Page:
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Legislative Assembly for the ACT: 1999 Week 5 Hansard (6 May) . . Page.. 1453 ..

MR BERRY (continuing):

I mentioned earlier that it took the Minister four months to lay a complaint which was supposed to be serious. How could you regard the complaint as serious? You cannot regard it as serious once you go to the substance of the complaint that is raised. It is a joke. It is based more on personal differences than anything else, I submit. But there is a curious coming together of the planets here. (Extension of time granted) There is a curious convergence of the planets here, because this complaint was lodged a couple of days after that very powerful expose of the hospital implosion which appeared in the Age newspaper. Funny that! Without checking the dates, it happened at a time when debate was occurring in relation to amendments to the Occupational Health and Safety Act - no, it was earlier. I may be wrong there in relation to those dates, but it certainly happened two days after the expose in the Age newspaper.

Let us go to the occupational health and safety legislation. The Government's new argument in relation to that - and it is a new argument; there is no question about that - is about the retrospective nature of the legislation. They say that the reason they opposed it and will continue to oppose it is that it was outrageous retrospective legislation. There are many legal commentators who differ with the Government. A look at the circumstances there raises more questions than it answers. Let there be no mistake about the timing of this matter. This matter, as was referred to in Mr Collaery's letter, was drawn to the attention of the Attorney-General two months before the time limits ran out. The Attorney-General brazenly came into this place and tried to create the impression that his actions were about retrospective legislation. If he had acted when the matter was drawn to his attention by the coroner, the issue of retrospectivity would not have been one to argue about. This Attorney-General, after fishing around to see if he could get support for movement on this legislation - - -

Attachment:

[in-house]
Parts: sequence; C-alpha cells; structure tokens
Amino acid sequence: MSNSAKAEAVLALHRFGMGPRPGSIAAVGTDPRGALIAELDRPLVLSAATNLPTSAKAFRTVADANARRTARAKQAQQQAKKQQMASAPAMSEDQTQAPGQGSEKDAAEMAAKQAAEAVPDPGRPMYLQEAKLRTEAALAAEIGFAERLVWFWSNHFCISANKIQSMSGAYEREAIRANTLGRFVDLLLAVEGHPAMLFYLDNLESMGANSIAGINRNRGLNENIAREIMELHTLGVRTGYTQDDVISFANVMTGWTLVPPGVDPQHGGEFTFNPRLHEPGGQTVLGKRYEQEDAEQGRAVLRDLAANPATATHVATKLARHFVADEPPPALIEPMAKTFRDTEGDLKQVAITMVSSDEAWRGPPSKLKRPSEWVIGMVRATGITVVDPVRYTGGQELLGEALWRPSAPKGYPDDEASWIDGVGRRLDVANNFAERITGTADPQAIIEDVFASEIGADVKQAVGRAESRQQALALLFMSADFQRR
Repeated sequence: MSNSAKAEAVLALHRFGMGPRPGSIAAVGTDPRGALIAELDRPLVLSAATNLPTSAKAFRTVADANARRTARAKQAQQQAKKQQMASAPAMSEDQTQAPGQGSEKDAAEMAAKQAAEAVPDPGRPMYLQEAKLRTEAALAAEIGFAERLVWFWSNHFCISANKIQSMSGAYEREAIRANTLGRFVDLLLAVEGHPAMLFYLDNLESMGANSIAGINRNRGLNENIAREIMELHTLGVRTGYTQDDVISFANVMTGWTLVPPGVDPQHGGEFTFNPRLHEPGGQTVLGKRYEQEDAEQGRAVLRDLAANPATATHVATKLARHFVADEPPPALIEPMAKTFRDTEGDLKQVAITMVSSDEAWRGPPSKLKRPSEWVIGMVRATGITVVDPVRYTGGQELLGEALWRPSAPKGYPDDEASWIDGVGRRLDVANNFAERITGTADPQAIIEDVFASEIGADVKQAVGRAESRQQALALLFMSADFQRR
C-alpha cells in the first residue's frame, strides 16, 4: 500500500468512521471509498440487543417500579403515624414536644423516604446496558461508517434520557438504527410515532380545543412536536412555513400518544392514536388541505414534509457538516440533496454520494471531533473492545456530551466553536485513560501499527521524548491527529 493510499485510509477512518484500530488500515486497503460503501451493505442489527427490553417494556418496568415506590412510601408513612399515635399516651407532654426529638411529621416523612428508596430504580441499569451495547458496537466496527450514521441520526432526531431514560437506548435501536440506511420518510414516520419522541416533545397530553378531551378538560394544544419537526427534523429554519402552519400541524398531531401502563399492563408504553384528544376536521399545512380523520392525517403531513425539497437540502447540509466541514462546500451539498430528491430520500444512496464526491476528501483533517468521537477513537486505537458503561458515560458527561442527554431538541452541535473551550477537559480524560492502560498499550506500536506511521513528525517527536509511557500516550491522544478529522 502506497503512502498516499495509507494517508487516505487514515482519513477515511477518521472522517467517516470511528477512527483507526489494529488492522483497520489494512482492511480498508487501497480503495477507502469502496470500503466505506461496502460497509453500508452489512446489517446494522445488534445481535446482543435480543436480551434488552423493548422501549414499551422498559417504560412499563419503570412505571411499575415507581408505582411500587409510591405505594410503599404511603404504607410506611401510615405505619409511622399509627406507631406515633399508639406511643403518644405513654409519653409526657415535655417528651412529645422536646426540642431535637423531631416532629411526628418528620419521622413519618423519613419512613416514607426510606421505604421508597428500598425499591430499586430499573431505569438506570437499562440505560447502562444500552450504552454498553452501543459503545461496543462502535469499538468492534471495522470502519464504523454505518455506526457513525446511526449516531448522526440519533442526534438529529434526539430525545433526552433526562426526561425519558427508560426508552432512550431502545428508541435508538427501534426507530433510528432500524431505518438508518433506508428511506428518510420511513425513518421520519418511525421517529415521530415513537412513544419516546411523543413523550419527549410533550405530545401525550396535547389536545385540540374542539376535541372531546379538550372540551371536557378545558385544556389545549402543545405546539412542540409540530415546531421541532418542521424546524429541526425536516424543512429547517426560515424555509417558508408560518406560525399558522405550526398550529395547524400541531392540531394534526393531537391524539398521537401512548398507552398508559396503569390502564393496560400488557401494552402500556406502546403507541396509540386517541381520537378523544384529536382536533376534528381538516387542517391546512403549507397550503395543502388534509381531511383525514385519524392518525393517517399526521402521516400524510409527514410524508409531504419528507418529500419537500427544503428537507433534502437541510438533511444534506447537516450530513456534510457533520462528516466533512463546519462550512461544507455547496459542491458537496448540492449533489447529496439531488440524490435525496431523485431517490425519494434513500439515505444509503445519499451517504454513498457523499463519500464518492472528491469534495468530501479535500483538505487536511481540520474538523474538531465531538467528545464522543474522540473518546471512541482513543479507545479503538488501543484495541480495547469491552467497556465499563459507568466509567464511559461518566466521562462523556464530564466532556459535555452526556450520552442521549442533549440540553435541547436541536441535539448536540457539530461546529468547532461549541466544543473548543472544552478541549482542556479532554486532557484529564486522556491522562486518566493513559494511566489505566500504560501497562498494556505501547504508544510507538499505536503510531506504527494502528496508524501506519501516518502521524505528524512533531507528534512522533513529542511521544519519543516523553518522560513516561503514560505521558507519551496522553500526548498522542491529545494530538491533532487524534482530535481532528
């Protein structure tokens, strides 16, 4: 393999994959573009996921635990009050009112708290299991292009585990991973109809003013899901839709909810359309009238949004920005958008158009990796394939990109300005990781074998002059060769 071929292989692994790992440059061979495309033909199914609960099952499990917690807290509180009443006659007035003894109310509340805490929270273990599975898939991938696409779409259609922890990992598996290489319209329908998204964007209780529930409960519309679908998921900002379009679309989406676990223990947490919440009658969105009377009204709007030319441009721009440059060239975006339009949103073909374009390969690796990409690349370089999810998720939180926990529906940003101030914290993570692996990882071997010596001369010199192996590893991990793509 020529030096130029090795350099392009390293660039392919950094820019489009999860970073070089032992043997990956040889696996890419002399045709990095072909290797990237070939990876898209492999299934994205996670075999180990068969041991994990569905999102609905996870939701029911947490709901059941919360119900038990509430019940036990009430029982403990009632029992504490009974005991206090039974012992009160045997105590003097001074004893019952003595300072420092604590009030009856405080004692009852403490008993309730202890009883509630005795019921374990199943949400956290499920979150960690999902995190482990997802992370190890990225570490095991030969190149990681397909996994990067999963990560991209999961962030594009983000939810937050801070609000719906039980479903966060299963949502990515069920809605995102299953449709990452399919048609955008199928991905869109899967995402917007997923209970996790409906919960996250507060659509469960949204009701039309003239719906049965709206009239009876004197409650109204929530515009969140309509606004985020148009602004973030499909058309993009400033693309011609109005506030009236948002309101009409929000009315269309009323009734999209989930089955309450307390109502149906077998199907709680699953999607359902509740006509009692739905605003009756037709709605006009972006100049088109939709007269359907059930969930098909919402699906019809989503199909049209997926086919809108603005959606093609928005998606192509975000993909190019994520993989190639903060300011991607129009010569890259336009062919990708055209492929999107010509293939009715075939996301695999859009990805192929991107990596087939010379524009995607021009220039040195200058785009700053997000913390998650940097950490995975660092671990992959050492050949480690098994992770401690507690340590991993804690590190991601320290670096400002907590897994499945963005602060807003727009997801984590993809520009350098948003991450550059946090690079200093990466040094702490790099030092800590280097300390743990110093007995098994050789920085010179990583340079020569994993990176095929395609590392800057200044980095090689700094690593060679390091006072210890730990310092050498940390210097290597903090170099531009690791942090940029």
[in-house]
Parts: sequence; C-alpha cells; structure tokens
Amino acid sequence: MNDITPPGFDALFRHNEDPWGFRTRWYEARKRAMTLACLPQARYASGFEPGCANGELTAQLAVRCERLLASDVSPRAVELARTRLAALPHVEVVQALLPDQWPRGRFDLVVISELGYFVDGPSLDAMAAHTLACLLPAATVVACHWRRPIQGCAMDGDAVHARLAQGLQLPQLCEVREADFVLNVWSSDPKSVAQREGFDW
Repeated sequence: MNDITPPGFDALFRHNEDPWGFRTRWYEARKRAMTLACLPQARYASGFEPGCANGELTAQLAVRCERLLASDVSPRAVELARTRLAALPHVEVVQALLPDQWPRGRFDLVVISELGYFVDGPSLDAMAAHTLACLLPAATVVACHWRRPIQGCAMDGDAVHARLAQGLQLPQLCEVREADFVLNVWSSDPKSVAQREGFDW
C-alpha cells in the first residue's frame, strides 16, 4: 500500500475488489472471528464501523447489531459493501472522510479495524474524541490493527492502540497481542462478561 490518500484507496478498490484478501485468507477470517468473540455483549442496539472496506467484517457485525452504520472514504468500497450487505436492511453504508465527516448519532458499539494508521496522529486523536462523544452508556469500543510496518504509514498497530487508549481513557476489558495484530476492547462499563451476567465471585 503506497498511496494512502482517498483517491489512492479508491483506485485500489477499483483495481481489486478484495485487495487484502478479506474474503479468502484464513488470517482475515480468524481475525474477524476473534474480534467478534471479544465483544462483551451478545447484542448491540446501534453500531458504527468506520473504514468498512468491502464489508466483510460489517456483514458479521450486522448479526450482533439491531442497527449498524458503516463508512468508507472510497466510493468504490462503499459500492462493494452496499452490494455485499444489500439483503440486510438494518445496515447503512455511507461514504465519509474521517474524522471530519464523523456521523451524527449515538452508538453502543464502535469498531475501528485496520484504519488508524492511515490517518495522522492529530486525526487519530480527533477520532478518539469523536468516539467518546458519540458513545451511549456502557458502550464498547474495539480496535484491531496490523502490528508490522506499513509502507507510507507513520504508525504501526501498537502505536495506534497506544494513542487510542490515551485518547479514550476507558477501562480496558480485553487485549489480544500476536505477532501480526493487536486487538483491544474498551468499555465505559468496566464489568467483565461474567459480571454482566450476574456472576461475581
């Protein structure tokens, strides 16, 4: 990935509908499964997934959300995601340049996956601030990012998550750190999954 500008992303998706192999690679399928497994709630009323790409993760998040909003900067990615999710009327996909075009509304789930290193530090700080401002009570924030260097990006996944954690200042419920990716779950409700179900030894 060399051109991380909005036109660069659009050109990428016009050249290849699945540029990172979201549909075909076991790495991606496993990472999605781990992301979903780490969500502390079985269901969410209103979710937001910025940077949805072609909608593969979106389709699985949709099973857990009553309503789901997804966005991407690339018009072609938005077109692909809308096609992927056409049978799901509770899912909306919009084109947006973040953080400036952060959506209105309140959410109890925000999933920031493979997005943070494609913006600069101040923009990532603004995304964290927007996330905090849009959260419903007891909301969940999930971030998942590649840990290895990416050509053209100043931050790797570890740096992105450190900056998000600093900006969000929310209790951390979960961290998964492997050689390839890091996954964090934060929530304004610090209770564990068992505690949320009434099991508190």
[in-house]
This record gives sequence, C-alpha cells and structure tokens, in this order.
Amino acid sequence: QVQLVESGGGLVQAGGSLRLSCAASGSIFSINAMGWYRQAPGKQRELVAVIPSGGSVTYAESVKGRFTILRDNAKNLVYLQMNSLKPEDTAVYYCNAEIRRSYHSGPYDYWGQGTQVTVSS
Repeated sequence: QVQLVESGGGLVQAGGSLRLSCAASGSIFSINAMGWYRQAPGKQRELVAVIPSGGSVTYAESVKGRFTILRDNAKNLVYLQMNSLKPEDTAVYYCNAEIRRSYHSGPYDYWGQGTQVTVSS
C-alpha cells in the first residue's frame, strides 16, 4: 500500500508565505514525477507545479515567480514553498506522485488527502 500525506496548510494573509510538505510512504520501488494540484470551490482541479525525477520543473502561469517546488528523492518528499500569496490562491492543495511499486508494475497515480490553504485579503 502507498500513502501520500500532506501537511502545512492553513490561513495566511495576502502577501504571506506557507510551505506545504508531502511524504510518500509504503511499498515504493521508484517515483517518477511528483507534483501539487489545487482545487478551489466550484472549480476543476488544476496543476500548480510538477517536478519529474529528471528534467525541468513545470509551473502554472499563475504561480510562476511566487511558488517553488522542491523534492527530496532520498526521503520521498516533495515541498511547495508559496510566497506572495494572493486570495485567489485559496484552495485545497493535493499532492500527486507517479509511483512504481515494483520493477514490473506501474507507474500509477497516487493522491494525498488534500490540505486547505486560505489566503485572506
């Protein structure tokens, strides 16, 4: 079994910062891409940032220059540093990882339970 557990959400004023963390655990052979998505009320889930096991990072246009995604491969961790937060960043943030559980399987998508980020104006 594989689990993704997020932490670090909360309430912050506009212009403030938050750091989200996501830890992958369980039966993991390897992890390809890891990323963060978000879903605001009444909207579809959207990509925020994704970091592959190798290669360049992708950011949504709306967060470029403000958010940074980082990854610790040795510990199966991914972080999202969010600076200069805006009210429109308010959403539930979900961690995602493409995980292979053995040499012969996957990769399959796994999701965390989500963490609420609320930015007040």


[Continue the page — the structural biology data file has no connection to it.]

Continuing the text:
Mr Moore: There is no point in doing this, Wayne, as the crossbenchers know the truth on this.

MR BERRY: Mr Osborne is aware of the fishing trip. Mr Stanhope is aware of the fishing trip.

Mr Moore: They know how you are misrepresenting this. They have seen the letter. They know the truth.

Mr Hargreaves: I take a point of order, Mr Speaker. You made much this morning about preventing interjections. I would ask you to enforce it.

MR SPEAKER: Thank you, Mr Hargreaves. I uphold the point of order. Please continue.

MR BERRY: Mr Speaker, much was made of the suggested retrospective nature of the legislation being why the Government opposed it. This Attorney-General, as I said, fished around to see whether he could get support for changes to the legislation and then, all of a sudden, dropped off it. He lost interest in the issue altogether. That raises a few questions, does it not? Some of the answers might be found in the Attorney-General's comments publicly which were raised in the letters tabled in this place yesterday. Mr Speaker, the Attorney-General's own words damn him. I quote from the transcript which was tabled in this place yesterday:

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